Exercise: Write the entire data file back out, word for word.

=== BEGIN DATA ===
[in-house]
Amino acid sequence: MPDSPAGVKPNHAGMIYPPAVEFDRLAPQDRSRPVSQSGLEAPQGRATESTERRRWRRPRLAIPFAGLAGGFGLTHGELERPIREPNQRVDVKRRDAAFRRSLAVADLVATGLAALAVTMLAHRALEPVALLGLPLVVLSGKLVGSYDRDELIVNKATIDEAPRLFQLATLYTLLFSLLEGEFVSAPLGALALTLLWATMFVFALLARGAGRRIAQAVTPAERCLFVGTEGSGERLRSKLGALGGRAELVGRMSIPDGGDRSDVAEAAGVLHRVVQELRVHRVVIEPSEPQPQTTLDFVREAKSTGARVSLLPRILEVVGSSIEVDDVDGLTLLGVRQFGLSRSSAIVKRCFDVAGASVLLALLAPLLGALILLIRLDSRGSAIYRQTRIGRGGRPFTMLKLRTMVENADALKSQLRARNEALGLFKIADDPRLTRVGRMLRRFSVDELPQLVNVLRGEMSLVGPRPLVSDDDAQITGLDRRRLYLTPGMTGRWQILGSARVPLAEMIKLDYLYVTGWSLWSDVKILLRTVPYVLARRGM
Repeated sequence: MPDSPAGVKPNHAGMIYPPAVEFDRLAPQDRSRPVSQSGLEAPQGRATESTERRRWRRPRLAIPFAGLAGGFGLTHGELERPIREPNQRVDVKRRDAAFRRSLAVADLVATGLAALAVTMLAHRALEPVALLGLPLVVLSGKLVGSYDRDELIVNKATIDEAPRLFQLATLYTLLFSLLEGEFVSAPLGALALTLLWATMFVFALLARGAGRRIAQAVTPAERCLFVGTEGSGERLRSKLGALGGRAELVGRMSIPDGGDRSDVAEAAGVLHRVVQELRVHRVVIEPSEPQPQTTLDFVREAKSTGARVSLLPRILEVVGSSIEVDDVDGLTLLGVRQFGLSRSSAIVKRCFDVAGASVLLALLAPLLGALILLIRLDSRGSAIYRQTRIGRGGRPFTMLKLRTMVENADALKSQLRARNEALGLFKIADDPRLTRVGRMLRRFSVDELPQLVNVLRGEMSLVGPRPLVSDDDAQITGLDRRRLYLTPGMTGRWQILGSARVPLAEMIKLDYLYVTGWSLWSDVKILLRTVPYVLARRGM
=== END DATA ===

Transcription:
[in-house]
Amino acid sequence: MPDSPAGVKPNHAGMIYPPAVEFDRLAPQDRSRPVSQSGLEAPQGRATESTERRRWRRPRLAIPFAGLAGGFGLTHGELERPIREPNQRVDVKRRDAAFRRSLAVADLVATGLAALAVTMLAHRALEPVALLGLPLVVLSGKLVGSYDRDELIVNKATIDEAPRLFQLATLYTLLFSLLEGEFVSAPLGALALTLLWATMFVFALLARGAGRRIAQAVTPAERCLFVGTEGSGERLRSKLGALGGRAELVGRMSIPDGGDRSDVAEAAGVLHRVVQELRVHRVVIEPSEPQPQTTLDFVREAKSTGARVSLLPRILEVVGSSIEVDDVDGLTLLGVRQFGLSRSSAIVKRCFDVAGASVLLALLAPLLGALILLIRLDSRGSAIYRQTRIGRGGRPFTMLKLRTMVENADALKSQLRARNEALGLFKIADDPRLTRVGRMLRRFSVDELPQLVNVLRGEMSLVGPRPLVSDDDAQITGLDRRRLYLTPGMTGRWQILGSARVPLAEMIKLDYLYVTGWSLWSDVKILLRTVPYVLARRGM
Repeated sequence: MPDSPAGVKPNHAGMIYPPAVEFDRLAPQDRSRPVSQSGLEAPQGRATESTERRRWRRPRLAIPFAGLAGGFGLTHGELERPIREPNQRVDVKRRDAAFRRSLAVADLVATGLAALAVTMLAHRALEPVALLGLPLVVLSGKLVGSYDRDELIVNKATIDEAPRLFQLATLYTLLFSLLEGEFVSAPLGALALTLLWATMFVFALLARGAGRRIAQAVTPAERCLFVGTEGSGERLRSKLGALGGRAELVGRMSIPDGGDRSDVAEAAGVLHRVVQELRVHRVVIEPSEPQPQTTLDFVREAKSTGARVSLLPRILEVVGSSIEVDDVDGLTLLGVRQFGLSRSSAIVKRCFDVAGASVLLALLAPLLGALILLIRLDSRGSAIYRQTRIGRGGRPFTMLKLRTMVENADALKSQLRARNEALGLFKIADDPRLTRVGRMLRRFSVDELPQLVNVLRGEMSLVGPRPLVSDDDAQITGLDRRRLYLTPGMTGRWQILGSARVPLAEMIKLDYLYVTGWSLWSDVKILLRTVPYVLARRGM